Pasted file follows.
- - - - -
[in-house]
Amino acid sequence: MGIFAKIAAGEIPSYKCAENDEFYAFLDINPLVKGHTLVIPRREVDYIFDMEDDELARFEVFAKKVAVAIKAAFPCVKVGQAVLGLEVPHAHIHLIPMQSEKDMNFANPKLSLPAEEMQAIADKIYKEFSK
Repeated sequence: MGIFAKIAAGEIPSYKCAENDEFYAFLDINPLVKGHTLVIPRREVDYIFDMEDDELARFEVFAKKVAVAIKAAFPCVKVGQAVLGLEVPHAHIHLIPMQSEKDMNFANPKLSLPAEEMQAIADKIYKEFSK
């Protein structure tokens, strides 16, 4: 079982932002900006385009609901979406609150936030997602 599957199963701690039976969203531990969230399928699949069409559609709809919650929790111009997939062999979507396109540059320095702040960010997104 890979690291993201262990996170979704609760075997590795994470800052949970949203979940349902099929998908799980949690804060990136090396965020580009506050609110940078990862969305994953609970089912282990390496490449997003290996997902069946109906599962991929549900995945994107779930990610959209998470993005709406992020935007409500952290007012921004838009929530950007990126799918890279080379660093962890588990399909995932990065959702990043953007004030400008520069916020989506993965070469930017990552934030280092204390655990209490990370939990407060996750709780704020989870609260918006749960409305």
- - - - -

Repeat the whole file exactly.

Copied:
[in-house]
Amino acid sequence: MGIFAKIAAGEIPSYKCAENDEFYAFLDINPLVKGHTLVIPRREVDYIFDMEDDELARFEVFAKKVAVAIKAAFPCVKVGQAVLGLEVPHAHIHLIPMQSEKDMNFANPKLSLPAEEMQAIADKIYKEFSK
Repeated sequence: MGIFAKIAAGEIPSYKCAENDEFYAFLDINPLVKGHTLVIPRREVDYIFDMEDDELARFEVFAKKVAVAIKAAFPCVKVGQAVLGLEVPHAHIHLIPMQSEKDMNFANPKLSLPAEEMQAIADKIYKEFSK
């Protein structure tokens, strides 16, 4: 079982932002900006385009609901979406609150936030997602 599957199963701690039976969203531990969230399928699949069409559609709809919650929790111009997939062999979507396109540059320095702040960010997104 890979690291993201262990996170979704609760075997590795994470800052949970949203979940349902099929998908799980949690804060990136090396965020580009506050609110940078990862969305994953609970089912282990390496490449997003290996997902069946109906599962991929549900995945994107779930990610959209998470993005709406992020935007409500952290007012921004838009929530950007990126799918890279080379660093962890588990399909995932990065959702990043953007004030400008520069916020989506993965070469930017990552934030280092204390655990209490990370939990407060996750709780704020989870609260918006749960409305």